The Walker at 30

Walker at 30 Poster

1 February 2024

The Walker at 30
A celebration of the J.W. Walker organ
30 years after its inauguration

To look at old photos of this beautiful Cathedral, you would see the Rood Screen which is no longer here and the Pulpit on the opposite side of the Cathedral from its present position. At some point, the Crucifix which hangs over the altar was taken to another church in the Archdiocese… and was subsequently returned.

To imagine that two of the strongest features of the present life of the Cathedral: the main altar and the organ are so modern in such an historic building is a great credit to the eye and the sensitivity and the attention to detail of those involved. Every time you enter St Chad’s Cathedral, you feel its history. But the altar and the organ are current in the weekly and daily worship of the People of God in our city. They form part of the history but they lead us solemnly but quite often joyfully into a future of hope.

May this day and this year, as we enjoy the beauty of music on the organ, now 30 years young, move our spirits and lift our hearts in praise of God.

Thirty years……goodness me! It’s a rare privilege to be the incumbent organist when a new instrument is commissioned, and I have very clear recollections (and comprehensive files) of the journey which culminated in Nicolas Kynaston’s wonderful opening recital on Friday February 3rd 1994.

And it was quite a journey! Possibly the most critical steps were appointing Nicolas to be our Organ Consultant and then selecting Walkers from the three companies we invited to tender. After that, there was the excitement of deciding what exactly we wanted from the organ, developing its specification, managing the budget and seeing David Graebe’s wonderful design for the case take shape.

Of course, before embarking on the critical steps I’ve described, I first had to gain the support of the then Archbishop, Maurice Couve de Murville, and persuade him to commit to the project. Not entirely guilelessly, I showed him some pictures of stunning organ cases and asked him to imagine what could be done with our own west end. Whilst I had to work hard – quite rightly – to reach the point of formal agreement, I genuinely believe it was his deep interest in the visual impact of the organ which really carried the day. He set out certain stylistic criteria for the organ architect, and even sent his own drawings of how he felt the pipe shades should look.

It seems to me that the organ case is a great success and really looks as though it has always been there. I remember when the instrument was finished but not yet commissioned, I was playing our temporary electronic organ for a wedding after which an American couple came up and asked me  “does anyone ever play the old instrument at the back these days?” I came to realise it was actually a great compliment!

David Saint

* 3me Livre 1696: Dialogue – Louis Marchand (1669-1732)

Paul Carr

* Passacaglia and Fugue in C minor BWV 582 J.S. Bach (1685-1750)

David Saint

* Choral no. 3 in A minor César Franck (1822–1890)

Nigel Morris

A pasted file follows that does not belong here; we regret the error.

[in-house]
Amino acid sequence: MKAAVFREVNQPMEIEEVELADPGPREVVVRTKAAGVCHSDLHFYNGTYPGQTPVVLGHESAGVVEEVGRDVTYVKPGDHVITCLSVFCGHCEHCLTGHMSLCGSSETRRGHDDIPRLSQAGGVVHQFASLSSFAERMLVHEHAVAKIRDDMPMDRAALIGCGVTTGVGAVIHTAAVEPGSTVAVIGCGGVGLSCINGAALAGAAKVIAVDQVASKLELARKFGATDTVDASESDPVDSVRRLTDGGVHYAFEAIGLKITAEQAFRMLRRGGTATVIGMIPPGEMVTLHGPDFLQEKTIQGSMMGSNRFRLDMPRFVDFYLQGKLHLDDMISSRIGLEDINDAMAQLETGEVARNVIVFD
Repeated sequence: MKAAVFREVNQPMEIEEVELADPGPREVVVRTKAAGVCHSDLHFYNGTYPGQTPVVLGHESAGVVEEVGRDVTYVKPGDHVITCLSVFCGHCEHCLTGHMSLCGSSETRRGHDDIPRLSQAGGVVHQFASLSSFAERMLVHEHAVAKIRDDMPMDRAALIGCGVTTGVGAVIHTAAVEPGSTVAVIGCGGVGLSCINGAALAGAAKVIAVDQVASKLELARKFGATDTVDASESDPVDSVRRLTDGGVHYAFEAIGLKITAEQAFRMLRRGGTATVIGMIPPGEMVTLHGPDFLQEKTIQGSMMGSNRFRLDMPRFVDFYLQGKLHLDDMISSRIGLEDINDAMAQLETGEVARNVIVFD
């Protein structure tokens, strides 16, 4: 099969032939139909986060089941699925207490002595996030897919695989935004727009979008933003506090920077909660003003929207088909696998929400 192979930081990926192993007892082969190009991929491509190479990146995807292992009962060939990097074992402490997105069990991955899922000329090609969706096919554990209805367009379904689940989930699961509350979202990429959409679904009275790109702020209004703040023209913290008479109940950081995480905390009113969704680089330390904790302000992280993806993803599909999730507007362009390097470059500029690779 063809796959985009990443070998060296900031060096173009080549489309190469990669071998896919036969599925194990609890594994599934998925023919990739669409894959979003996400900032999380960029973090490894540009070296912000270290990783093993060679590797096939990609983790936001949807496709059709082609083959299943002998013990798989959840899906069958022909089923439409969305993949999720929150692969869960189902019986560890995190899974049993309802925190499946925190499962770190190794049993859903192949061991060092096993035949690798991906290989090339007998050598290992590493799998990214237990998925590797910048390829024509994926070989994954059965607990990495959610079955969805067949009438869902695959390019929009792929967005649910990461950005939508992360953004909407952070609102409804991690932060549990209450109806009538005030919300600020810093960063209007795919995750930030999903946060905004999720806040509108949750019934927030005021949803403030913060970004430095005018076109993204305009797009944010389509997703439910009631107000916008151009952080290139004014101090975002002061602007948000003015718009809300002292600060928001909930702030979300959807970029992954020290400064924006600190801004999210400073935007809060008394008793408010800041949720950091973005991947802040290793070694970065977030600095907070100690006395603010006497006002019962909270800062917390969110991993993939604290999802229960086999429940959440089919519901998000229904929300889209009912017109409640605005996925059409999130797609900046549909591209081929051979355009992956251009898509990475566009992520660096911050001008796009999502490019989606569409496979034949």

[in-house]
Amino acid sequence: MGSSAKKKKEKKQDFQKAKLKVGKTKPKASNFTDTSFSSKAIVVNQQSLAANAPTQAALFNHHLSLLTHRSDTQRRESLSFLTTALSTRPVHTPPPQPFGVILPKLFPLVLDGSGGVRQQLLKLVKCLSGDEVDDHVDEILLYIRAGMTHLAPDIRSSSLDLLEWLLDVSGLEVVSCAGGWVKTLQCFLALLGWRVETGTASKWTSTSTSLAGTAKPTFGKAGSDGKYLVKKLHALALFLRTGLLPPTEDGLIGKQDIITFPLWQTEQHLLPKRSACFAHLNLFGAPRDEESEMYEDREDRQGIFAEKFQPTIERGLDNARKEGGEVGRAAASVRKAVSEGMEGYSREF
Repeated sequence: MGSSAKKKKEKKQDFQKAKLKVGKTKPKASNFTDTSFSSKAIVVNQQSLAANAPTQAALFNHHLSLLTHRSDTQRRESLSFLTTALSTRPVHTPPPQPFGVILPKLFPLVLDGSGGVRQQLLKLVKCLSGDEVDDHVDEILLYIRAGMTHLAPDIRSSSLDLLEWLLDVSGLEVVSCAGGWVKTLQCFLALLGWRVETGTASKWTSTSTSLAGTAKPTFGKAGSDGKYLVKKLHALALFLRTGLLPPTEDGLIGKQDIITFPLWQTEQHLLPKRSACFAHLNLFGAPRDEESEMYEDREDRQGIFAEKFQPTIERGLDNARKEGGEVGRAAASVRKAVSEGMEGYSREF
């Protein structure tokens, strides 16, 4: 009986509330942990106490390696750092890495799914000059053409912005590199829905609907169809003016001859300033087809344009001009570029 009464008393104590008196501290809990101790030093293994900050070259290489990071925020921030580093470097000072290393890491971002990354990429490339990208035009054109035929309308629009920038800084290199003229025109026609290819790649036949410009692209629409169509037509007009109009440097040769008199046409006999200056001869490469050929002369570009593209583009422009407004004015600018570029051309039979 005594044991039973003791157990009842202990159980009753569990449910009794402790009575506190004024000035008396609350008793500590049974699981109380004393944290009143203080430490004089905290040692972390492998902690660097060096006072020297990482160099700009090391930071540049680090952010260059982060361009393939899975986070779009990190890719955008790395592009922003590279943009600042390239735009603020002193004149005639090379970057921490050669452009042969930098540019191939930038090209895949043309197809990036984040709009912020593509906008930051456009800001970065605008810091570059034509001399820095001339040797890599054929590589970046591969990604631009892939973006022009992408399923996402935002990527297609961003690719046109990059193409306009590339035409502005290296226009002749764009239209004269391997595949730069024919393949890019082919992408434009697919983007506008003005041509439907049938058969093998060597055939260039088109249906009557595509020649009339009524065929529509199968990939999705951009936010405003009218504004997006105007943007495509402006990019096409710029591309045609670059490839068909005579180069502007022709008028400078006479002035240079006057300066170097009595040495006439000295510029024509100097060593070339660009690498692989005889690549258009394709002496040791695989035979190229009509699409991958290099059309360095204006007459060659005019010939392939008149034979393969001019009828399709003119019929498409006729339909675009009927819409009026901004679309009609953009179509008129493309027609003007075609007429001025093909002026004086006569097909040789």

La Femme et le Dragon: La Cité Céleste Lionel Rogg (b.1936)
Toccata Psalm 146 Jan Zwart (1877-1937)

John Pryer – playing the Lloyd Organ

Improvisation upon a theme by Sidney Campbell

Paul Carr

* Sept Pièces: Final Marcel Dupré (1886–1971)

* Pieces also played in the 1994 inaugural recital programme.   

The Walker at 30 – St Chad’s Cathedral (

Celebrating the Cathedral’s J.W. Walker Organ

On Thursday 1st February 2024 St Chad’s Cathedral welcomed people from across the Archdiocese and beyond to a special organ recital, part of the monthly Thursday Live series, which on this occasion marked 30 years since the inauguration of the Cathedral organ.

The inaugural recital on Thursday 3rd February 1994 had been played by Nicolas Kynaston, organ consultant for the installation of the then new J.W. Walker organ in the newly constructed gallery at the back of the cathedral.

Thirty years later the anniversary recital was given by the four regular organists. Professor David Saint opened the programme with a piece by Classical French composer Louis Marchand – the same piece which began the recital in 1994 – demonstrating from the first arresting pedal note this instrument’s wonderful ‘clang’ which was a key characteristic in Nicolas Kynaston’s vision for this organ. 

Other pieces from the 1994 inaugural recital programme were included: César Franck’s Choral no.3 in A minor, played by David Saint, and J.S. Bach’s Passacaglia in C minor, along with Marcel Dupré’s Final from Sept Pièces, played by Paul Carr.

Nigel Morris played Jan Zwart’s Toccata on Psalm 146 and demonstrated the organ’s ability to crescendo from ethereal whisper to grand roar in Lionel Rogg’s La Cité Céleste.

During the recital David Saint spoke to the audience about the recent installation of an organ in the gallery at the front of the Cathedral; an instrument built by Lloyd of Nottingham which has come from a redundant church in Scotland. John Pryer then demonstrated this instrument with an improvisation on a theme by Sidney Campell.

At the conclusion of the recital Mgr Tim Menezes, Cathedral Dean, thanked the organists and other members of the music team and presented gifts. Everyone present at this wonderful celebration was given a commemorative bookmark which included a picture of the organ’s beautiful case.

Photos: Andrew De Valliere